Android is likely the most flexible mobile operating system out there in the market. But that advantage comes with some huge issues.
One of which, is poorly vetted apps. Even inside the official Google Play Store, there have been many instances of malware-infected apps that managed to gain significant amounts of downloads and users. And this time, things are no different.
Security researchers from McAfee have found a batch of apps inside the Play Store that managed to steal users’ text messages, and also capable of making unauthorized purchases on users’ behalf.
The malware, which was hidden in a number of apps, had more than 700,000 downloads.
The researchers said they find this particular malware, after investigation an attacker-operated server that controlled infected devices.
Within it, they found that the server stored all kinds of date from users' phones, including their mobile carrier, phone number, SMS messages, IP address, country, and network status. The server also stored auto-renewing subscriptions.
In a blog post, the researchers at McAfee wrote that:
"Posing as photo editors, wallpapers, puzzles, keyboard skins, and other camera-related apps, the malware embedded in these fraudulent apps hijack SMS message notifications and then make unauthorized purchases. While apps go through a review process to ensure that they are legitimate, these fraudulent apps made their way into the store by submitting a clean version of the app for review and then introducing the malicious code via updates to the app later."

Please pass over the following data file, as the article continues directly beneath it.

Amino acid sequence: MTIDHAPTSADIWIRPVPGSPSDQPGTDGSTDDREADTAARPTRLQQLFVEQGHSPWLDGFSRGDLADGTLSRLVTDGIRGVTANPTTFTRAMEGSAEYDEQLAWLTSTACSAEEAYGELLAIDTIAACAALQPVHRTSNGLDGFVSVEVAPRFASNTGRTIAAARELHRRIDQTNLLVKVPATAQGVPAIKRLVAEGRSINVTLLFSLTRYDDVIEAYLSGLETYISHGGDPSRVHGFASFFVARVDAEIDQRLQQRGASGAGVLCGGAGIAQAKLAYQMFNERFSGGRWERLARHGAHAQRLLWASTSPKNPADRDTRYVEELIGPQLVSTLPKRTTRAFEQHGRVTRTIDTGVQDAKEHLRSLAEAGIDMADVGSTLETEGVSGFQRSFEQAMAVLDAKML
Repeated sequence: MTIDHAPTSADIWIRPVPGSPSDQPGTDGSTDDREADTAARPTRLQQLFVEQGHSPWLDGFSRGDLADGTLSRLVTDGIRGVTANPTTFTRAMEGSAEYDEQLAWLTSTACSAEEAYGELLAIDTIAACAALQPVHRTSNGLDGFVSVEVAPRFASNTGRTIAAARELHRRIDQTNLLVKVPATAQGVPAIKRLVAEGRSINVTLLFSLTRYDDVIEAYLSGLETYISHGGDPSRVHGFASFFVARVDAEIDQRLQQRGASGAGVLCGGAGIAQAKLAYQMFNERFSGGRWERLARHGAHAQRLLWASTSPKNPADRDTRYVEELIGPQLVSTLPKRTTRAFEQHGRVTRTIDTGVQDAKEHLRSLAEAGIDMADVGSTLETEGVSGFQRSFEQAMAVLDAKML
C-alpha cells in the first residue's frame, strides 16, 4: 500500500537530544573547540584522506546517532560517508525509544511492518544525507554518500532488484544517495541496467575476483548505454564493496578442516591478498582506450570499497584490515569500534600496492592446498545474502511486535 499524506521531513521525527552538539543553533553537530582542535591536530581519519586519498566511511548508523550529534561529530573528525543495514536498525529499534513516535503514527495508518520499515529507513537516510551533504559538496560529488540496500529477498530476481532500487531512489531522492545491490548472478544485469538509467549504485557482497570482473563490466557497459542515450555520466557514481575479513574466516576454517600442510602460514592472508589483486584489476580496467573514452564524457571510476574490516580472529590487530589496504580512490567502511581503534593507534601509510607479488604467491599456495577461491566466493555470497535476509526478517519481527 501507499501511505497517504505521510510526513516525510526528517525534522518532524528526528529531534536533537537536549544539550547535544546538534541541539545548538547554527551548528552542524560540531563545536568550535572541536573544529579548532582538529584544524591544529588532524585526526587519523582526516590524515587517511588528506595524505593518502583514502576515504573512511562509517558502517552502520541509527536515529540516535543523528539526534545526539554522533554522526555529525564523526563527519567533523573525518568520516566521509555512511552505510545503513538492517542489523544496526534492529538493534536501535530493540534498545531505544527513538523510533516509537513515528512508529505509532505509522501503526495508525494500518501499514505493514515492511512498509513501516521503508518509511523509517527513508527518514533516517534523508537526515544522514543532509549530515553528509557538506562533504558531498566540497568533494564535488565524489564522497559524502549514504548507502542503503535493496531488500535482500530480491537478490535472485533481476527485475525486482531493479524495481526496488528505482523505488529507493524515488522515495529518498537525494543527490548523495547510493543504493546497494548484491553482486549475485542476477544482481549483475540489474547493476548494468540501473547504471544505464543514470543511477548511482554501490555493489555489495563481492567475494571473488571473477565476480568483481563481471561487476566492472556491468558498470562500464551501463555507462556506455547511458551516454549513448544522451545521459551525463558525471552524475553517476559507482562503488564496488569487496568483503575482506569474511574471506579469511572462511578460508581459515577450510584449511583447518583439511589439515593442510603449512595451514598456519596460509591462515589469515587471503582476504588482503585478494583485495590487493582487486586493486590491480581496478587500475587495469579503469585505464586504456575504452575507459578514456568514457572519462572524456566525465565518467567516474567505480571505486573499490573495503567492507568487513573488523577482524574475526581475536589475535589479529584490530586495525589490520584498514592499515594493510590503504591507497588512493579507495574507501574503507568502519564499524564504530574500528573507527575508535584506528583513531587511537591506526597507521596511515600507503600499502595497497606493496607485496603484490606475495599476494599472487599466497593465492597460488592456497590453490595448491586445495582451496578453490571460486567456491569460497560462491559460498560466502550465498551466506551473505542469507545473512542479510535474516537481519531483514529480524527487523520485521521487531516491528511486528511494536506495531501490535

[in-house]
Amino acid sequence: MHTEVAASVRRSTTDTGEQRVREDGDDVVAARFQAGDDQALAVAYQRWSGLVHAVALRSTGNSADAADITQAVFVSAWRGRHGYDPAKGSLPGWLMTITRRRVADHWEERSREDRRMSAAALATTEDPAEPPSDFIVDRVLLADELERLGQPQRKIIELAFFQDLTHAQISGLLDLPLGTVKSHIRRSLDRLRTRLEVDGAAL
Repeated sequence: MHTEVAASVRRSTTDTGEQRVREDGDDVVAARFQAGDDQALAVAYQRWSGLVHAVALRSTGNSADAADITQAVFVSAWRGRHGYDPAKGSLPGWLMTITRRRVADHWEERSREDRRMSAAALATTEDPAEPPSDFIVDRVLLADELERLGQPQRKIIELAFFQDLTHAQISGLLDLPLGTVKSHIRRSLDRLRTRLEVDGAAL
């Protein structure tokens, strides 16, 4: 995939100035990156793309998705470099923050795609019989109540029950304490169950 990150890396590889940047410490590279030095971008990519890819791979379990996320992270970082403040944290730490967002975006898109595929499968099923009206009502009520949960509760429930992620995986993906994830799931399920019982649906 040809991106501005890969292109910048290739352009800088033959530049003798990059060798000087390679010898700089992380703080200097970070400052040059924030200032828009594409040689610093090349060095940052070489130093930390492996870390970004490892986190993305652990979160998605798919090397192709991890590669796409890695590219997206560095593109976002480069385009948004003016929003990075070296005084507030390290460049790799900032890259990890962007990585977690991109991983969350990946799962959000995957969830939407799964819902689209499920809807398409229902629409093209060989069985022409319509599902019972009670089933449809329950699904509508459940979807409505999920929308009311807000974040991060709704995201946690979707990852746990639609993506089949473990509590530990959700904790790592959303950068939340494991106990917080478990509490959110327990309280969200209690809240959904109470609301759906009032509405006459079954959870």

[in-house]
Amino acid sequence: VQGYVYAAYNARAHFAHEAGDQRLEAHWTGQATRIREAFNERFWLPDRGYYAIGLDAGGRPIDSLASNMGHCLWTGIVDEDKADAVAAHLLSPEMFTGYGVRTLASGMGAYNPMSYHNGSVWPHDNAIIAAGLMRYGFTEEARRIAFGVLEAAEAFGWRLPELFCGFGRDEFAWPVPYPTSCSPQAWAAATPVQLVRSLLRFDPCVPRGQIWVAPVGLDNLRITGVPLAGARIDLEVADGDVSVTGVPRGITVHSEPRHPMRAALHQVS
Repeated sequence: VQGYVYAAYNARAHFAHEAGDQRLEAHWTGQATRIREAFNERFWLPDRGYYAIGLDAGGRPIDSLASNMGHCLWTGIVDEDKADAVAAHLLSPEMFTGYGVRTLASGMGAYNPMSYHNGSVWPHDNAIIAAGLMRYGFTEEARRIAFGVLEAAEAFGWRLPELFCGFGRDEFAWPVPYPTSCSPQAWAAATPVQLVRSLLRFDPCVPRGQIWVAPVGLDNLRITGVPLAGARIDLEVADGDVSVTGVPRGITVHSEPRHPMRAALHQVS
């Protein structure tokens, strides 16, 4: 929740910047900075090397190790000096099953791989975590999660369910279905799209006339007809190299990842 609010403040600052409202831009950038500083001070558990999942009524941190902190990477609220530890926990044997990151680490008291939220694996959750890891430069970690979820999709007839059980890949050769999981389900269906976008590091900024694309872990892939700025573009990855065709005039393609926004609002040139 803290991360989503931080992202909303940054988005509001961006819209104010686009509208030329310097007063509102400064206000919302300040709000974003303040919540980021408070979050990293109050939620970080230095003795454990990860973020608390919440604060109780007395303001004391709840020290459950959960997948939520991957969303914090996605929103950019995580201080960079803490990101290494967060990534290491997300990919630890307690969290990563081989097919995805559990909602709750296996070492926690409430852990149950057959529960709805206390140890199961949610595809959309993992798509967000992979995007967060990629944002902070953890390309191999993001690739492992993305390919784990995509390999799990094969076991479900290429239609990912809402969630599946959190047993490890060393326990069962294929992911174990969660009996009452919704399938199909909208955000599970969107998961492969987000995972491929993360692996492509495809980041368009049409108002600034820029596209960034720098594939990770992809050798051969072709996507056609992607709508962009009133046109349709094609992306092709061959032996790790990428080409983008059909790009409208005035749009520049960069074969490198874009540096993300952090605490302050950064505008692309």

According to the researchers, this malware is similar to a prolific family of Android malware known as Joker, which also steals SMS messages and signs up users for expensive services.
But that is where the similarity ends.
While Etinu's and the Joker's payloads are similar, "in-depth, its processes for loading payloads, encryption, targeting geographies are different from Joker,” said McAfee’s Sang Ryol Ryu.
The Etinu payloads appear in an Android Assets folder with file names such as “cache.bin,” “settings.bin,” “data.droid,” or "image files."
“Interestingly, this malware uses key management servers,” the McAfee researchers wrote.
“It requests keys from the servers for the AES encrypted second payload, ‘2.png.’ And the server returns the key as the ‘s’ value of JSON. Also, this malware has self-update function. When the server responds ‘URL’ value, the content in the URL is used instead of ‘2.png’. However, servers do not always respond to the request or return the secret key.”
The team at McAfee said that they have reached to Google, resulting the company in removing the said apps from its Play Store.